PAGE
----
I consider myself a hard worker. In 10+ years, I built a company from my kitchen table to a successful business and accepted the opportunity to teach at the university level.
I had finally gotten to a place where I could afford a few nice things, and so I bought myself some nice watches, including the standards like a Submariner, a Speedmaster, a GMT Master, a Luminor, and a few others.
Life was great; normal and exciting at times. My business was picking up, and I was doing quite a bit of traveling. Years back, I took a calculated business gamble that actually worked out, and all of these fun things happened because I worked hard and took that chance. I’ve always considered myself lucky and blessed, but as we all know, life is not static.
Twelve years into my marriage, my then-wife and I separated and got divorced. It was a mutual agreement. My ex-wife and I are still friends on very good terms, but that is a story for another time.
Those of you who have lived through a divorce know that life can take a quick turn. The lifestyle you once were accustomed to suddenly ceases, and you begin to reevaluate what is truly important to you. I happen to live in Southern-California, so housing is quite expensive. I needed to move, furnish an entire apartment, and start over in many ways during this transitional time.
A lesser one of the many choices that I had to make was selling my watch collection. I sold everything except for the Submariner (hold on to your Sub.)
For some time, all I did was listen to Watch Podcasts, watch Horology YouTube videos, and live life vicariously.
Sometime later, I was finally in a better place and back on my feet. I saved some money and could afford to buy myself another nice watch.
The watch that hurt the most to sell was my Omega Speedmaster (3873.50.31) with an exhibition case back. I loved that watch. It felt a little big on my wrist, but I didn’t mind at all, different straps and bracelets look great on that watch. That was the watch that brought me the most joy. So naturally, I started hunting for that same watch as soon as I could afford it.
I looked for it on all the usual websites. On eBay, I came across a listing from this man that I will call “Steve.” He wrote pretty detailed information about his watch and included a more personal message saying that his partner was in graduate school and needed money for tuition. He really loved that watch but was gladly parting with it to pay for his partner’s university tuition.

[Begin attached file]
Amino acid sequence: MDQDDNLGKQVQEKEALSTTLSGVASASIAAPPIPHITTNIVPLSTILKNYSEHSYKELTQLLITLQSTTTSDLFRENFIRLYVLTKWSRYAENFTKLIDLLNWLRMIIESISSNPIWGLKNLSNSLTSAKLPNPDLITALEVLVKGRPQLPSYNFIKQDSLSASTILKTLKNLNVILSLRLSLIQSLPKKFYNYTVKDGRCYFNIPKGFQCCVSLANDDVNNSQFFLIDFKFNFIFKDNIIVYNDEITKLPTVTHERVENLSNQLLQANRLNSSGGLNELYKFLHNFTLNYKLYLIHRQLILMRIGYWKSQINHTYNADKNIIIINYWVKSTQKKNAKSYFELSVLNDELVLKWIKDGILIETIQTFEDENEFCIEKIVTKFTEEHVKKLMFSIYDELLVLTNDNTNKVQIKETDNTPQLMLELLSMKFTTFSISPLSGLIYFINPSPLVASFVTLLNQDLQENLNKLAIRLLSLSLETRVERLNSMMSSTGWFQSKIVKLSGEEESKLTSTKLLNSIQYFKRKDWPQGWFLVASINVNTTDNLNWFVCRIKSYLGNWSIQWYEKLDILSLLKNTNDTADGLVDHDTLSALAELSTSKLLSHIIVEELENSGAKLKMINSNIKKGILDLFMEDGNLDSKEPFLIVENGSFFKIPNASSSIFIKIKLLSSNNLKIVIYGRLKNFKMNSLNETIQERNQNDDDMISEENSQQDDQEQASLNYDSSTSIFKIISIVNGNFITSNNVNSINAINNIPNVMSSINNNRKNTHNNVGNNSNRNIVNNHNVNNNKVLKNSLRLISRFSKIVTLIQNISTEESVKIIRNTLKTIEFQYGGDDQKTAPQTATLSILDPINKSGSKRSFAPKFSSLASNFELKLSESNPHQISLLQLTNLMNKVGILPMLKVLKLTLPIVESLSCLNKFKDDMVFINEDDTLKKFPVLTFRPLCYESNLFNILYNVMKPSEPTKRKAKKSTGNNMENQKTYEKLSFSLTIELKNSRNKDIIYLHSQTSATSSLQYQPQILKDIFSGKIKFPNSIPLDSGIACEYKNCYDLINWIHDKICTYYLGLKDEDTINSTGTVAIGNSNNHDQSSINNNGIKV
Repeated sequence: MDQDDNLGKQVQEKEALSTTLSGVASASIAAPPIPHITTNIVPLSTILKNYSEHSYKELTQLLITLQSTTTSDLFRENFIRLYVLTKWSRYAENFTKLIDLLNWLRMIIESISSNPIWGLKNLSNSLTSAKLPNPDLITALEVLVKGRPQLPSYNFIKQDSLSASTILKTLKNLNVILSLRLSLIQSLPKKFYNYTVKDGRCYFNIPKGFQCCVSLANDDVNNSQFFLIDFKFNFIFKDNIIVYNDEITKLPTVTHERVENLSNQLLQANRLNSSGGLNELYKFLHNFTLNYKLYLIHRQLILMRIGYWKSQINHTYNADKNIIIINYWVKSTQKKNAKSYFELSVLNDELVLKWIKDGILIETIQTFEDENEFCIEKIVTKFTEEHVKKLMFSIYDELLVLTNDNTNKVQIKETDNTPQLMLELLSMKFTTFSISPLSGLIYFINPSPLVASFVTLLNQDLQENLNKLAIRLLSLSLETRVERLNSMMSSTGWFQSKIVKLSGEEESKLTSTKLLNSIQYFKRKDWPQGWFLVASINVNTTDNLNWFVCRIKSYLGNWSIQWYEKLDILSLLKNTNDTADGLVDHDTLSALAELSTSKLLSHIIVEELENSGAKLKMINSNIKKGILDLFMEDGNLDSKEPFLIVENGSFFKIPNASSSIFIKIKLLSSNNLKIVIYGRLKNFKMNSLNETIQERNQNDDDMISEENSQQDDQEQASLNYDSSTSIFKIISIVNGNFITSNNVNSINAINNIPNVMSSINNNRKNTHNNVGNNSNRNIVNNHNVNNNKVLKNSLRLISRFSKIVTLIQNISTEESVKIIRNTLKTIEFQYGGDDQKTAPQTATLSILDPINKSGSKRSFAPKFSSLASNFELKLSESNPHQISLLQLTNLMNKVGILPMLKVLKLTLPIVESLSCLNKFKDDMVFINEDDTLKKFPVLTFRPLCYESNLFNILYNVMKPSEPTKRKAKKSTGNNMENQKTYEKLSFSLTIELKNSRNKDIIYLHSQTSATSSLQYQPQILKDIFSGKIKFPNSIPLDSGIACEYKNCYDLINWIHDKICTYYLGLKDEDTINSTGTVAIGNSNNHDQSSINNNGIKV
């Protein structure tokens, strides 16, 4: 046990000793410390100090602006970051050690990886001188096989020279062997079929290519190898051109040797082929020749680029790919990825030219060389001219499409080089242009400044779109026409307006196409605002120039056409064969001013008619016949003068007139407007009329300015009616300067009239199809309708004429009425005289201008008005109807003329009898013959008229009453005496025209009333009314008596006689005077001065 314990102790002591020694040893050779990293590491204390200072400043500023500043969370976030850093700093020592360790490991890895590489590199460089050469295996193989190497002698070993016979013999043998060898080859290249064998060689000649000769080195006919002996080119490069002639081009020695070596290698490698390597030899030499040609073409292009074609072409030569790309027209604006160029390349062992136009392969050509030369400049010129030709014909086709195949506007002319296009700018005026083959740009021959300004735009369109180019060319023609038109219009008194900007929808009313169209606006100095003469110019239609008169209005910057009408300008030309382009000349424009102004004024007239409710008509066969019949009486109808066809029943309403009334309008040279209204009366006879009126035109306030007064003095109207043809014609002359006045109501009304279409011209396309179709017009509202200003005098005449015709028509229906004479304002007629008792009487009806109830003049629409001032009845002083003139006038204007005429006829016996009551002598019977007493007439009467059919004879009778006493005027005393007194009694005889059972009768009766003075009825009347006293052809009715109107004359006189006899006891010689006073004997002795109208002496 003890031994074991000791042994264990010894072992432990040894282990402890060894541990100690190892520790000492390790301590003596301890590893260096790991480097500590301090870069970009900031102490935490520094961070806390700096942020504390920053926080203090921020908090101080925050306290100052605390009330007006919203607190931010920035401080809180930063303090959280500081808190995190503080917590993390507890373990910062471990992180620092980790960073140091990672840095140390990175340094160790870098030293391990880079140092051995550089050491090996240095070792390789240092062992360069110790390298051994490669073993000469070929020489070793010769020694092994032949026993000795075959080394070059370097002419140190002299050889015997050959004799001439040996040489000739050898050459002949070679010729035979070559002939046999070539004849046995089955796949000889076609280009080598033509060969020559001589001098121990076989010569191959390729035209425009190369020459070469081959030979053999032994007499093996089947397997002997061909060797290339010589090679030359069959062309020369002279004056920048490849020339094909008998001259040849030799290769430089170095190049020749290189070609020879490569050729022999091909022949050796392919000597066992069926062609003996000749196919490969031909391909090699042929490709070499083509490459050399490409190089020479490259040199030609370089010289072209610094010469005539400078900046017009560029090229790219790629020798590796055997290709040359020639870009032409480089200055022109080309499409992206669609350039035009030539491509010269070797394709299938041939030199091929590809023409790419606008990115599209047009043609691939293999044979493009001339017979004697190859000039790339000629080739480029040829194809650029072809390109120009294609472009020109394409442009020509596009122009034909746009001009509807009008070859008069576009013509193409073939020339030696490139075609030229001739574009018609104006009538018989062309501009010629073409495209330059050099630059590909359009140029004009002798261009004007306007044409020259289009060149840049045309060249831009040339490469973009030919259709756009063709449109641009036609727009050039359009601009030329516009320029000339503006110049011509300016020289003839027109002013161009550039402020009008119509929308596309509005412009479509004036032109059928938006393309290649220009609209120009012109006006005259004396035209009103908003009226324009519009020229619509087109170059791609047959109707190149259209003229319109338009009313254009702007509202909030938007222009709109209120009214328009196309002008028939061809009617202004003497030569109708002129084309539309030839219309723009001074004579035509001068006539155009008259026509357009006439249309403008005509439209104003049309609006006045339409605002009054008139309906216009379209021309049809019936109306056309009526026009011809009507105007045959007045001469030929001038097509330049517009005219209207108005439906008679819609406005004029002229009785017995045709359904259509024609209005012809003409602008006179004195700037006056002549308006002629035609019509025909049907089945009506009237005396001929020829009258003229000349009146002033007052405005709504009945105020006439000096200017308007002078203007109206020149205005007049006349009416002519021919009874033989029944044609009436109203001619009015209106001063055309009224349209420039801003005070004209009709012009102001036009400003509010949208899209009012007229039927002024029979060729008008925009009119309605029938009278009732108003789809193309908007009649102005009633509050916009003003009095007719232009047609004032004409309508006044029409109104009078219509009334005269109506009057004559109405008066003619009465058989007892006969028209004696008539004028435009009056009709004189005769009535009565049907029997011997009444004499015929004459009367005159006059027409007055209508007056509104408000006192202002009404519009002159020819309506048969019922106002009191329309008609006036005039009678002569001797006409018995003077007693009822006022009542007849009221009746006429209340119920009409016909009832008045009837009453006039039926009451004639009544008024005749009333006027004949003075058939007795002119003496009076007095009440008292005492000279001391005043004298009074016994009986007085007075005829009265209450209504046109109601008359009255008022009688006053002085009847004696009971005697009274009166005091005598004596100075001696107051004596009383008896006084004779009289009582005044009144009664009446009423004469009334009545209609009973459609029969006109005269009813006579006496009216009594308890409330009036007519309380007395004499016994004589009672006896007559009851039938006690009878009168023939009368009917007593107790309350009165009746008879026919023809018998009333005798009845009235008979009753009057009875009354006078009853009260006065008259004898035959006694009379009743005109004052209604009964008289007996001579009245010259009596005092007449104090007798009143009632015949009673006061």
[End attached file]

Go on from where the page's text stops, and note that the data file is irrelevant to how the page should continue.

I reached out to him to get a feel for him as a seller. As we all know, it is important to ask a lot of questions to make sure you don’t get scammed.
We struck up a pleasant conversation over the eBay messages, where he told me that he was happy to help the person he loved the most by selling pieces from his collection. I felt comfortable enough to share some of my story of selling my collection after my divorce, and I was so touched that he was selling his collection for love.
Even though we are all separated by distance and sometimes divided by beliefs, little things like watches can bring us together.
His watch is a little different from the one I had. It is still a Speedmaster but is a First Omega in Space (3220.127.116.11.01.001), which is a little smaller and actually perfect for my wrist. I did what we all do, which was go on the internet and research the heck out of it. I found an awesome video called “A Week on the Wrist” by Hodinkee on this particular watch, and I was hooked.
The day of the eBay auction came. I was so nervous because I had developed a connection with this watch, and it felt like it was coming back home to me. I bid over my budget for it but didn’t care. I wanted to own this particular speedy.
This process was a full-circle moment for me. Sitting alone in my apartment, yet so happy to know that not only was I purchasing a watch, but helping this man show a gesture of love to a person he cared so much about.
When people ask me or compliment me about this watch, I quickly tell them that “I bought it from a guy who sold it for love.”
Henry Alonzo is a Music Entrepreneur and College Professor who lives in Los Angeles. @henryalonzo
Editors Note: While you are reading about Speedmasters why not check out one of our Community unboxings of a Speedmaster.
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Disclaimer: Details of this article have been edited for continuity purposes.